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Contextualization looks at how the passage fits into the rest of the book and into the story of the Bible. It connects the themes that pop up throughout the story of Scripture and sees how the book fits into the biblical narrative. 

Example: God makes a covenant with Abraham, to make his offspring more numerous than the stars. God continues His covenant with Abraham’s descendent Jacob, and makes a covenant with him, to bless all the families of the earth through Jacob’s family. The Israelite nation becomes a great multitude. Israel rebels, and God warns of the judgment that will come upon them. God brings a remnant of his exiled people back to Jerusalem. Jesus is born, a descendant of Abraham and Jacob. Jesus’s death and resurrection provide a way for all the families of the earth to have restored fellowship with God and become part of His family. This family will last forever. 

Contextualize: What themes does Micah 7:18–20 seem to establish? How do those themes connect with the rest of the story of Micah? What themes would you say have potential to carry forward into other books of the Bible? What themes connect back to the earlier books of the Bible?
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Application asks, “So what?” It considers how the meaning of this passage applies to our day-to-day lives. The point of reading Scripture isn’t to become puffed up with knowledge, but to be transformed. Ask God to show you how you can specifically put the truths from this book into practice. Brainstorm ways you can live out what you learned throughout your day.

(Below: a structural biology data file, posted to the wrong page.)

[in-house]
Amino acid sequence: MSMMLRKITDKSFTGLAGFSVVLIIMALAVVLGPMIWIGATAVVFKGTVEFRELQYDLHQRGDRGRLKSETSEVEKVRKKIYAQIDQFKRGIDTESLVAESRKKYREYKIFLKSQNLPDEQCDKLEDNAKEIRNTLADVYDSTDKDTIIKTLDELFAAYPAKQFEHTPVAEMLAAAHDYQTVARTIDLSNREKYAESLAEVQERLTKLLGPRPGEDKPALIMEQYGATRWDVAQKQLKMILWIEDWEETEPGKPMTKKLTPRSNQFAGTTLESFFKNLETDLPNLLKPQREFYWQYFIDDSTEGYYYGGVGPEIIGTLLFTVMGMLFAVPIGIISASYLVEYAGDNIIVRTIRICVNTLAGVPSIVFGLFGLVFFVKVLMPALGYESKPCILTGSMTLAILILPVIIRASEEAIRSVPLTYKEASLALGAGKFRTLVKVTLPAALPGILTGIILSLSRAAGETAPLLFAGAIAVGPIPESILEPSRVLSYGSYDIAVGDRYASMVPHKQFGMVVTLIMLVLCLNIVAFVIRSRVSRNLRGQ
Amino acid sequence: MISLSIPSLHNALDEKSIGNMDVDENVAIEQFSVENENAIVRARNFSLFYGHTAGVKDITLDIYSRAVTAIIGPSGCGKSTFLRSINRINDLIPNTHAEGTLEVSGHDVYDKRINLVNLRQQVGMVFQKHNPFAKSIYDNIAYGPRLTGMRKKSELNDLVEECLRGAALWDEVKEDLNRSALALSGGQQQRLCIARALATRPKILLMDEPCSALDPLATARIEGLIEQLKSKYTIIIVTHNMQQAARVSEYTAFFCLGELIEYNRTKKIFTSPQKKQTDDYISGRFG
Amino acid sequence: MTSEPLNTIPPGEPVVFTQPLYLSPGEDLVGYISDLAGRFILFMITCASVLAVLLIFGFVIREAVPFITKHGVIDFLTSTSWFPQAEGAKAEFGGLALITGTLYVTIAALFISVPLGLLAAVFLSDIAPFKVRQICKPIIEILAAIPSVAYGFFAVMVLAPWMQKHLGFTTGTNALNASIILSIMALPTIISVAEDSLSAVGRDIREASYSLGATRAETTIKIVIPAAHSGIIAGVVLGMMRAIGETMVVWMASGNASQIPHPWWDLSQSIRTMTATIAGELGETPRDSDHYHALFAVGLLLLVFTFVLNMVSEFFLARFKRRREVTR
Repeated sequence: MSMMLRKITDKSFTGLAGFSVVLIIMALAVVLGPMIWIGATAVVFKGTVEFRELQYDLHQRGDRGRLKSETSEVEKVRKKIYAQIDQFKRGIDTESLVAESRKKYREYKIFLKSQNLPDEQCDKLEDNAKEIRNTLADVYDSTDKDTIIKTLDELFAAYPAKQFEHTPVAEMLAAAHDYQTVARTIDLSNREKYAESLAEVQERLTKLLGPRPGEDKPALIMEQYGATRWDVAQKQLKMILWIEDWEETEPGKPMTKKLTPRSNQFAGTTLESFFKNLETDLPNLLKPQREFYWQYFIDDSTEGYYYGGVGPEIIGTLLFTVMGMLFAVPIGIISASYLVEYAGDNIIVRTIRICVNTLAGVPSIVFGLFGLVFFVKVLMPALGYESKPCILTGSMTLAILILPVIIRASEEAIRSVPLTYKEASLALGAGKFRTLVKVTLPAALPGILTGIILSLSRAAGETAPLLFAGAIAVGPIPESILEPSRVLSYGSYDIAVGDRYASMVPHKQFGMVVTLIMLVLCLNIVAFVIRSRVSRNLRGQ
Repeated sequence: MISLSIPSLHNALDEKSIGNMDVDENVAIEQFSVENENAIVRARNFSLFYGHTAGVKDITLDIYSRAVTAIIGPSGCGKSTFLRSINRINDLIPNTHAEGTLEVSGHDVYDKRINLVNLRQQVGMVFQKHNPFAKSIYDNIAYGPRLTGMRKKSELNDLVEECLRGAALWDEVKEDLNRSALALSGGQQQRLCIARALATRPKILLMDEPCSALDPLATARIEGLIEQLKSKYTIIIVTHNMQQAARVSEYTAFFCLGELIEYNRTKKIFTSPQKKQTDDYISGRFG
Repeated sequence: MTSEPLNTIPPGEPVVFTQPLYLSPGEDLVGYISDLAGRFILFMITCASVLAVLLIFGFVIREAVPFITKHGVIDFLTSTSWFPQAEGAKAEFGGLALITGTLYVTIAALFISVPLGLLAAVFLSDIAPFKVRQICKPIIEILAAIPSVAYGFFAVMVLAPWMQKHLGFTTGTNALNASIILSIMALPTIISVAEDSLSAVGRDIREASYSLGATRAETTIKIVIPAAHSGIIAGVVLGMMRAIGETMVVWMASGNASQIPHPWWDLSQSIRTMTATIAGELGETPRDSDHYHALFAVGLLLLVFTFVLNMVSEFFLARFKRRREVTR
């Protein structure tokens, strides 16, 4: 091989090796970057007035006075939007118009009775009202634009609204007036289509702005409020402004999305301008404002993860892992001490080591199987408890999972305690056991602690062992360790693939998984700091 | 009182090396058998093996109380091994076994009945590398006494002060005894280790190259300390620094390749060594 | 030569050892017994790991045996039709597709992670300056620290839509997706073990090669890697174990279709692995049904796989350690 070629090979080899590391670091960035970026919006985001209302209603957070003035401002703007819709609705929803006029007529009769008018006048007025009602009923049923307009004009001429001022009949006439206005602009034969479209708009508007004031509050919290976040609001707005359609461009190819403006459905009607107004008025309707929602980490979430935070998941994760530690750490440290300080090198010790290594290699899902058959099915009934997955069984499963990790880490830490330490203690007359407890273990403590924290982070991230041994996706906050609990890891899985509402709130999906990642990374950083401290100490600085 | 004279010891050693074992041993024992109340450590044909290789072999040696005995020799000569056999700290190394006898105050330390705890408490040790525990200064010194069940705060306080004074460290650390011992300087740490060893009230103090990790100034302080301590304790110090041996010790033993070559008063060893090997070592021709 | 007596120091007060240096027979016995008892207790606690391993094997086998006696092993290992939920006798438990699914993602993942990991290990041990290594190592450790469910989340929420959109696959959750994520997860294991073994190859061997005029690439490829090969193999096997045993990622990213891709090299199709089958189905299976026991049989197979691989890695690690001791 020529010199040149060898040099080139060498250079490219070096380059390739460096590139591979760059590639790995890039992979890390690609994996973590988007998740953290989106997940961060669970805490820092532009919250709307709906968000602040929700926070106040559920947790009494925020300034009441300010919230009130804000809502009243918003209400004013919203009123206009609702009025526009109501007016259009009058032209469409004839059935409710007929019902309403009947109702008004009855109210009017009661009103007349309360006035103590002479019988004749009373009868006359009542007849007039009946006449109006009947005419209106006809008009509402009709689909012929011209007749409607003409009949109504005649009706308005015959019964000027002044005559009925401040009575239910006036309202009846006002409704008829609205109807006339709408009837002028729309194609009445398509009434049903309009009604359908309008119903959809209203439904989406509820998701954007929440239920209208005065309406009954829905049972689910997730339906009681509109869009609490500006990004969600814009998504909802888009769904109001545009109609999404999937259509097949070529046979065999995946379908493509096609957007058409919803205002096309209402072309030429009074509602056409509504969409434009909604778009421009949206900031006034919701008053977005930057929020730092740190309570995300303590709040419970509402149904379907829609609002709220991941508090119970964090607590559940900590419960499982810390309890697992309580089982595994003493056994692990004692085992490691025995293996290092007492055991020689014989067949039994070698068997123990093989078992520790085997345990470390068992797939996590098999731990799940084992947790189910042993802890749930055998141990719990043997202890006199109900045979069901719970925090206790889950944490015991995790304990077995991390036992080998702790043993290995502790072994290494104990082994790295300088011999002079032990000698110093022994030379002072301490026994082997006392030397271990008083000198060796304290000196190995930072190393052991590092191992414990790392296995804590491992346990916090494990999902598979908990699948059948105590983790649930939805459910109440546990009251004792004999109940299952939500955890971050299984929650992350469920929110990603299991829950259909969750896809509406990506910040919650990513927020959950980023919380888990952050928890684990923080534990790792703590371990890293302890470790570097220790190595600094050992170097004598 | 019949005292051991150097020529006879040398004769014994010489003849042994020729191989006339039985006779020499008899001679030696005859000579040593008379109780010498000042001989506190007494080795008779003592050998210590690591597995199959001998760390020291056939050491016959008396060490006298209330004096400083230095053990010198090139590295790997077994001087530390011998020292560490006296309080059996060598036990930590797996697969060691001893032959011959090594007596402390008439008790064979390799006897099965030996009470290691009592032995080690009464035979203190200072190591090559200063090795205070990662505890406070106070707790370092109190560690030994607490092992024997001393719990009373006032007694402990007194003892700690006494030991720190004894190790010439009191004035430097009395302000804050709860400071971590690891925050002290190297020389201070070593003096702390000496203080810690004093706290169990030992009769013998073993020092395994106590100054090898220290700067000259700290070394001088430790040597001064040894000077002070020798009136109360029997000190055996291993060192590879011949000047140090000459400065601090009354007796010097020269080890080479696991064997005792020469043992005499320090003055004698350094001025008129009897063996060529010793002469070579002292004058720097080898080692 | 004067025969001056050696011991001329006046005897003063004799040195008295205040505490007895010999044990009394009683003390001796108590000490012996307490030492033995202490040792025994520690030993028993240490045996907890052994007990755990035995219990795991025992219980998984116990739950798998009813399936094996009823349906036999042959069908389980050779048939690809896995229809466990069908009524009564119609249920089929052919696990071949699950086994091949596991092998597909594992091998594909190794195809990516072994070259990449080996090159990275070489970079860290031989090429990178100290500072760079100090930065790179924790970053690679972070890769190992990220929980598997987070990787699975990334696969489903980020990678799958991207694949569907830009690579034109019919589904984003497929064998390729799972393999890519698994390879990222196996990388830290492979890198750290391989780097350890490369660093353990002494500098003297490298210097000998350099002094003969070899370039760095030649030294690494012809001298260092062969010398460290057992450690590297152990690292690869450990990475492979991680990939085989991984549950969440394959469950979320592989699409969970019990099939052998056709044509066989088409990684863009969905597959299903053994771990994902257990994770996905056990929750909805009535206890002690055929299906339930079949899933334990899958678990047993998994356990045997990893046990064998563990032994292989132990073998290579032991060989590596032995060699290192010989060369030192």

Example: Because God is faithful to keep his covenant and show steadfast love to Jacob, Abraham, and all their descendants, I am part of God’s family today. When circumstances are difficult, or life is confusing, or things seem dark, I can recall the character and faithfulness of God to show steadfast love and keep His promises. This is a source of hope and encouragement. 

Apply: How does the truth from Micah 7:18–20 affect you and your relationship with God and others? What are some specific actions you could take to live out the truths found in this book this week? If you're having trouble coming up with an application of this particular passage, how could you apply the main message of Chronicles to your life this week?
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The last step in reading the Bible helps us wrap everything up. We take the time to summarize the main message and implications of the book. As you summarize what you learned, it solidifies what God taught you through this video.  

Share: Now that you’ve spent time learning about Micah, how would you explain the main points of this book to a friend? If you were going to explain what you learned to a friend, what would you say? What would you be sure to include? Why?
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Reading the Bible doesn’t have to be like weeding a garden. You can find great joy in learning about God through His Word. Read through Micah this week. As you study, use observation, interpretation, contextualization, and application as a guide. Take the next step and put what you learn into practice. 

To learn more about The Bible Project, click here.